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180v motor not working on new control board

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John Haine15/01/2022 11:46:01
4622 forum posts
273 photos

It's certain that if the motor can deliver up to 2 HP, or even 4 HP for short periods, it will take a lot more current than the original mini lathe controller is rated at, so not surprising the fuse is blowing!!

If you can access a 12V DC supply (e.g. a car battery), the motor would run happily on that albeit at much reduced speed if it is working properly. That would show up any problems such as shorted windings etc. But it might also short the battery so putting a fuse in series would be advisable.

If this is not something you have the confidence or knowledge to do, then don't fiddle!! Why buy a 2HP motor for a mini-lathe if you can't anticipate the speed controller might have problems?

Andrew Cressey15/01/2022 12:12:49
59 forum posts
12 photos

John the control board is not from a mini lathe this topic is for a mill that has a new bigger control board and upgraded motor.

Andrew Cressey15/01/2022 12:15:36
59 forum posts
12 photos

I have just connected the motor to a drill battery the motor runs but clunks as it goes round.

duncan webster15/01/2022 13:34:25
3919 forum posts
61 photos

2 hp on a mini mill sounds like overkill to me

SillyOldDuffer15/01/2022 13:42:08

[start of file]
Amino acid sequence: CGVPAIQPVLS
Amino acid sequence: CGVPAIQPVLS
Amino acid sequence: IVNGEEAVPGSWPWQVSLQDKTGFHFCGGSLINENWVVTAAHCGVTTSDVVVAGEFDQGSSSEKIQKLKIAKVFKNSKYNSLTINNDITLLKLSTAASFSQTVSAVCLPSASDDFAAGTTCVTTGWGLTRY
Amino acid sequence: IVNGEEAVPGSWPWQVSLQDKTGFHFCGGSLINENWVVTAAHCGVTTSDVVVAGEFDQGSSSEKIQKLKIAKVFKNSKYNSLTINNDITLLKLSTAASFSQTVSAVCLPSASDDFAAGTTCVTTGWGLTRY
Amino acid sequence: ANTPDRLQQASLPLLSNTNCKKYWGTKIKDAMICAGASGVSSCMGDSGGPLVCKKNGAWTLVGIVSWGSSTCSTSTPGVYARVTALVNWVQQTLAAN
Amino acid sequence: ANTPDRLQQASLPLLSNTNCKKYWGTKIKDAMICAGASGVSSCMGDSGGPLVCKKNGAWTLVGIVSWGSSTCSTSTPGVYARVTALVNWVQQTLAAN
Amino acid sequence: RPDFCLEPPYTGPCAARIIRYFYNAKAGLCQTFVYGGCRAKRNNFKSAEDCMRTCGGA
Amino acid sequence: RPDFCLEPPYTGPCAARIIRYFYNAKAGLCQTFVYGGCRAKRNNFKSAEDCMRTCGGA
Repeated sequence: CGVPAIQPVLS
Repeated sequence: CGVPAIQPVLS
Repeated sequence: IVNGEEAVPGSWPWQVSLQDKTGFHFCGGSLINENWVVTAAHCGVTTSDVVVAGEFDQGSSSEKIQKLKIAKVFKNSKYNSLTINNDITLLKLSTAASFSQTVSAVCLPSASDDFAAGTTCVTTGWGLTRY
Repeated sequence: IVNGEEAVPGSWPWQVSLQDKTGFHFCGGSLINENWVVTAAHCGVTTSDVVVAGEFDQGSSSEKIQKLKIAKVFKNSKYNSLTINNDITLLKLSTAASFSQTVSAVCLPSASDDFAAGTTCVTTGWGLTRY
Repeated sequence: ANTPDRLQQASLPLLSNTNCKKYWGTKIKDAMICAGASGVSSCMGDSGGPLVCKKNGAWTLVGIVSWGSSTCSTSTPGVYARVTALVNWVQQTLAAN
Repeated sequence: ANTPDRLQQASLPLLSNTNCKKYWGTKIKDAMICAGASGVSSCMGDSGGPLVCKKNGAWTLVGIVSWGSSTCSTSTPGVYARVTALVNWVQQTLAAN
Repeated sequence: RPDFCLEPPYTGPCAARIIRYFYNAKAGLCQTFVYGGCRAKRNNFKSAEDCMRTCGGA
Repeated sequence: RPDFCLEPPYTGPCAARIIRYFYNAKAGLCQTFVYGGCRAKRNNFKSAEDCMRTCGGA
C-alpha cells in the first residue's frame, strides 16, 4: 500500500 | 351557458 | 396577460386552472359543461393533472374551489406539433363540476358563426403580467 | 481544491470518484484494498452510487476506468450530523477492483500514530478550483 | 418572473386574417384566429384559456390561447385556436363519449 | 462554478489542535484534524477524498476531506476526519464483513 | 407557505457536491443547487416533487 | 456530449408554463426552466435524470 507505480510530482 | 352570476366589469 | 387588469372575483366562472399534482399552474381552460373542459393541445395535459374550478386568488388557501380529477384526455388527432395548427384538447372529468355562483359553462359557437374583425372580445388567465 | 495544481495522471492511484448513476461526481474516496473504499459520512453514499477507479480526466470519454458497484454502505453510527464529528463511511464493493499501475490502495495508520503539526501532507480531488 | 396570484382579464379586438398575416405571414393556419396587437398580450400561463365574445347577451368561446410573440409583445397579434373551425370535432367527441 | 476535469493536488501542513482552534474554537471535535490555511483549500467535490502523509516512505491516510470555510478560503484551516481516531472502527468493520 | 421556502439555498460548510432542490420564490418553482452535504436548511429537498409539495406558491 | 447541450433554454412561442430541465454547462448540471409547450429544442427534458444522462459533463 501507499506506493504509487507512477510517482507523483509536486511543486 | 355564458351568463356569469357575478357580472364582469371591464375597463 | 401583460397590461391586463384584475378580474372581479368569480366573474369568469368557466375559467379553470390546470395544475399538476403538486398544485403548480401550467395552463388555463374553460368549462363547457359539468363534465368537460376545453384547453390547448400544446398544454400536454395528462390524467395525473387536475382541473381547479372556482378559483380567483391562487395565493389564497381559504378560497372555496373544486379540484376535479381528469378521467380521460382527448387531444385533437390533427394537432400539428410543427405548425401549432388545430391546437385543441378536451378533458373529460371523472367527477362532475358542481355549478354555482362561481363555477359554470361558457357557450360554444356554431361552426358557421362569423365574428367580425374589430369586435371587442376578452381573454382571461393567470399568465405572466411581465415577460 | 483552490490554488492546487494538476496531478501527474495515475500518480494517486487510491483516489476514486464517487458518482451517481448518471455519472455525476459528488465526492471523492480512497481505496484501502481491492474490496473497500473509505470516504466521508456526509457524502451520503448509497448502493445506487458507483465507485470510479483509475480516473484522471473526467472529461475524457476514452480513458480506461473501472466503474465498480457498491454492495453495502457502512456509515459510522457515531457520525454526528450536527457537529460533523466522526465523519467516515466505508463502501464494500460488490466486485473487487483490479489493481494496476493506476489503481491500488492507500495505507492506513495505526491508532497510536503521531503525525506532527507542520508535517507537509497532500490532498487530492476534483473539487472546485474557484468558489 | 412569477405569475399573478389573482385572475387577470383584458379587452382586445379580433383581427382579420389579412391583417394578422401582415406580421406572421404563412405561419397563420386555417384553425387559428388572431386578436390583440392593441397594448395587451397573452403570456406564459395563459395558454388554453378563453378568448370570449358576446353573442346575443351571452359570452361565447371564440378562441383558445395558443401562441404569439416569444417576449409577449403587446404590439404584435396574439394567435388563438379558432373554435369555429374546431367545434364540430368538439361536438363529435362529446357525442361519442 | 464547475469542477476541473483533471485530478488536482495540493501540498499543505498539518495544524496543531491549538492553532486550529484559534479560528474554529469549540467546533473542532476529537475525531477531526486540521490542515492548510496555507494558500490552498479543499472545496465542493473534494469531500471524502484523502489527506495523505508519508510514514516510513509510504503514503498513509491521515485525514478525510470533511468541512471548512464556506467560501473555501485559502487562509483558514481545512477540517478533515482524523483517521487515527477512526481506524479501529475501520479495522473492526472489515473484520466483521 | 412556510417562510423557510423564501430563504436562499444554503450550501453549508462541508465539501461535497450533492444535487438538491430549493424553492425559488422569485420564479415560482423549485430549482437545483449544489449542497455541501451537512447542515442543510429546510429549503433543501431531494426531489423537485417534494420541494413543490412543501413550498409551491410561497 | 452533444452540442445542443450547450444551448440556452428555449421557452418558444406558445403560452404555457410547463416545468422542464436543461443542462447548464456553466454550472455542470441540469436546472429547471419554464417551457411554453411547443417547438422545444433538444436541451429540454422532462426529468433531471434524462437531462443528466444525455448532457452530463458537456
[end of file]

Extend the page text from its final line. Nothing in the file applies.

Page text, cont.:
Moderator
8469 forum posts
1885 photos
Posted by Andrew Cressey on 15/01/2022 12:15:36:

I have just connected the motor to a drill battery the motor runs but clunks as it goes round.

Oh dear, that's pretty conclusive: the cause isn't the controller or the wiring. I'm as sure as I can be without seeing it that the Treadmill motor is faulty.

If the case against the motor wasn't already strong enough, the photo of the controller wiring looks good.

I think Andrew's been unlucky: he's done everything right only to be stabbed in the back by a dud motor. Presumably it's second-hand and there isn't a supplier who will replace it free of charge? If so, how annoying, but try another one.

Dave

AJAX15/01/2022 15:04:57
366 forum posts
42 photos

The motor is rated for 4000 RPM and I'd guess that may be a bigger problem. Or do mini mills have significant reduction by the way of pulleys or gears? I have no experience using one.

Howard Lewis15/01/2022 16:09:49
6005 forum posts
14 photos

The plate confirms that it a Permanent magnet DC motor.

The fact that it knocks when run off a separate source, suggests to me that there is at least one armature winding that is either short or open circuit. A short circuit will be what keeps blowing fuses.

Luckily, it does not seem to have damaged the control board irreparably.

Either way. the motor is your problem, and is for practical and economic purposes, scrap.

Solution,

Buy and fit a motor that is correctly rated to match the control board.

Howard

Andrew Cressey15/01/2022 19:09:42
59 forum posts
12 photos

I have removed the fan a for some reason knocking has stopped but it judders when running.

Andrew Cressey15/01/2022 19:30:43
59 forum posts
12 photos

here is a video.

**LINK**

Peter Cook 615/01/2022 23:48:47
258 forum posts
73 photos
Posted by Andrew Cressey on 15/01/2022 19:09:42:

I have removed the fan a for some reason knocking has stopped but it judders when running.